BBC announces major commitment to boosting disability representation on and off screen in 2020


The BBC has unveiled a three-part plan designed to significantly improve representation of – and opportunities for – disabled people on- and off-air. The measures will see more disabled people working on some of the BBC’s biggest programmes, and help disabled staff move around and up the BBC more easily.

A TV family of four, with a learning disabled daughter

There She Goes series 2 (C) Merman Productions – Photographer: Colin Hutton

The plan’s three elements are:

  • Launching BBC Elevate, an initiative to give disabled people with some industry experience the chance to work and gain further experience on flagship BBC shows including The Apprentice, EastEnders, Holby, Call the Midwife, The One Show, Who Do You Think You Are?, Ready Steady Cook and Pointless.
  • Aiming to permanently shift the dial on what audiences can expect in terms of authentic and distinctive disabled representation on-screen with a range of new programmes as well as enhanced portrayal in existing programmes and core brands.
  • Introducing a ‘BBC passport’ for disabled staff. which records their needs and helps ensure they get the right support and can move smoothly between different jobs.
Mat Fraser portrait

Mat Fraser will curate a series of Monologues exploring disabled experience

The work follows a major report carried out last year involving hundreds of staff which made recommendations on how the BBC can go further to ensure staff can progress at the corporation.

New programmes unveiled today include BBC security correspondent Frank Gardner confronting the challenges of suddenly becoming disabled; comedian and presenter Alex Brooker exploring what disability means to him; captivating new drama, But When we Dance about two people who both have Parkinson’s and share a love of dance; actor Mat Fraser curating a series of ambitious and challenging monologues on the theme of disability; Richard Butchins exploring how visual impairments have contributed positively to the creation of art; and the return of acclaimed comedy series, Jerk.

Alison Kirkham, Controller Factual Commissioning, says:

“We want to set the bar forever higher, for the entire industry, both with off-screen talent and on-screen representation. In the past the industry hasn’t always done enough to offer opportunities for disabled people and so has missed out on their talent. With the launch of BBC Elevate we want to ensure the BBC leads the way in enabling disabled people in TV to progress. By working with some of the UK’s biggest shows we are giving applicants a chance to develop their careers and enabling our flagship brands to benefit from their experience and talent. I hope that the legacy of this initiative is sustained, enduring change which creates a greater pool of disabled people working across the industry complemented by a richer portrayal of the lives and stories of disabled people on screen.”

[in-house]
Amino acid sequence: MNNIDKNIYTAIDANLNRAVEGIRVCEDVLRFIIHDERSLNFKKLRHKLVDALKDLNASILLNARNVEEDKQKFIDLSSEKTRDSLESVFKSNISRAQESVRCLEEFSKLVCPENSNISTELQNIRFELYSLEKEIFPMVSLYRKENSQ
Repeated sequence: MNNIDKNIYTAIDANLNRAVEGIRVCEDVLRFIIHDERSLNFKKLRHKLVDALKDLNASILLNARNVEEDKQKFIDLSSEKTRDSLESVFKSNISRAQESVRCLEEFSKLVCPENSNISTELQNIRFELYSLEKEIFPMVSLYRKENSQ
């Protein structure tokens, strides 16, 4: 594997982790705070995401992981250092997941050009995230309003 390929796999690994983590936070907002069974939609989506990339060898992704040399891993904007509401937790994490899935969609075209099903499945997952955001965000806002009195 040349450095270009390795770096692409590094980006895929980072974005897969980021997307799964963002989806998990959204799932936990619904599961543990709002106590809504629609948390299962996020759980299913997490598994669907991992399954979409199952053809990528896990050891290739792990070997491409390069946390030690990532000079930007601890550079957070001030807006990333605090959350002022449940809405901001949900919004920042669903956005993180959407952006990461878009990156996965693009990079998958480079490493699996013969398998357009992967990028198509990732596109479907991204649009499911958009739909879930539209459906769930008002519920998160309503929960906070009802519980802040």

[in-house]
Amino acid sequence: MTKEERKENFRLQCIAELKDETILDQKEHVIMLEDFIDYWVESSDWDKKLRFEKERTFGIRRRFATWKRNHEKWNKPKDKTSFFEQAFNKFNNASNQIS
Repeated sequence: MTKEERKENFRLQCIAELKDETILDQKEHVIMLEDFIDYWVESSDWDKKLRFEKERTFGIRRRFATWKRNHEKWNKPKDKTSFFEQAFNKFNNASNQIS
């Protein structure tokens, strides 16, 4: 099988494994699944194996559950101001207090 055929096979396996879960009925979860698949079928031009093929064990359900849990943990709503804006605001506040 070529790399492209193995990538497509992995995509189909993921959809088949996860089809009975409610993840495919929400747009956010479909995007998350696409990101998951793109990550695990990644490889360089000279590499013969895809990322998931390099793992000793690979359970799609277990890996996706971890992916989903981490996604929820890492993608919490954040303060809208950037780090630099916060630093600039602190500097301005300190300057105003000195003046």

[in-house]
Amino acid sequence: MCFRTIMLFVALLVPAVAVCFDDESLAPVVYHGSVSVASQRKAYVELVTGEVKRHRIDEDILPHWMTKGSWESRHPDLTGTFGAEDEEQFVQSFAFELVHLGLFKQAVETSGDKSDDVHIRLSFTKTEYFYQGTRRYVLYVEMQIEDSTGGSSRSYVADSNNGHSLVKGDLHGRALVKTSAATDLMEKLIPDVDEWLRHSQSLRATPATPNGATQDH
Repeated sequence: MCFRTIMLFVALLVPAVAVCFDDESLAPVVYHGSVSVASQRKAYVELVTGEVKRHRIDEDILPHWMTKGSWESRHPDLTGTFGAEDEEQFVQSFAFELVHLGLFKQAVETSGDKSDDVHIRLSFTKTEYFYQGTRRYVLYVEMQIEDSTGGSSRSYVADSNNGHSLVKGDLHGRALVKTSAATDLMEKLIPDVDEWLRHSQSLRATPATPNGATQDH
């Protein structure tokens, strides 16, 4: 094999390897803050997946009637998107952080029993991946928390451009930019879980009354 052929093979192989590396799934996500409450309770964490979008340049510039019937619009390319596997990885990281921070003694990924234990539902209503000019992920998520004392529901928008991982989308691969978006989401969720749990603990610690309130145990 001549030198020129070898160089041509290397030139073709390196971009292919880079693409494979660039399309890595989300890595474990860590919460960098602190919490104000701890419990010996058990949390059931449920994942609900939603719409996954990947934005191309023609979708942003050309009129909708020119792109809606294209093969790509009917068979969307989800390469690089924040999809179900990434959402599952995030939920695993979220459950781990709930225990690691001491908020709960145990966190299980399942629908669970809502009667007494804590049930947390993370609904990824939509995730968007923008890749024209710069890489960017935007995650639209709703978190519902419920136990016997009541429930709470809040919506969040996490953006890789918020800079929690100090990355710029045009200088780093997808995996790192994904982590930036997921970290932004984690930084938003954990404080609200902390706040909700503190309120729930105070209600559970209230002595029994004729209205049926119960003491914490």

Allan MacKillop, the BBC’s Disability Lead, who has been developing the passport with support from the disability staff network, BBC Ability since he joined the BBC earlier this year, says:

“Introducing the passport is a major step forward in breaking down barriers and demonstrates both our commitment to career progression for disabled staff and to creating a more inclusive culture. And Elevate intends to make a tangible difference to the careers of many talented disabled people in TV who face some particular challenges with progression. We want to shift the dial for the longer term, and we are determined to replicate some of that across the industry.”

Clare Sumner, BBC’s Director of Policy and BBC’s Executive Sponsor of Culture and Career Progression for disabled colleagues says:

“Today’s announcements show that the BBC is committed to making sure disability issues are recognised on and off screen. I am pleased that we will be offering disabled staff the use of the passport, which we know will make a real difference to individuals and play an important role in improving the culture at the BBC. Our ambition is that it will be embraced industry-wide through collaboration with our partners.”

The most recent Diamond figures show that of those who returned data, just 5% of off-screen talent across all broadcasters declared that they were disabled, compared with an estimated 19% of working-age adults in the UK. As part of its diversity and inclusion strategy, the BBC has committed to increasing the number of disabled people in its workforce from 8% in 2016 to 12% in 2020. Additionally, this initiative is part of the BBC’s commitment to the CDN’s Doubling Disability plan to double the number of disabled people working behind the camera in television by 2020.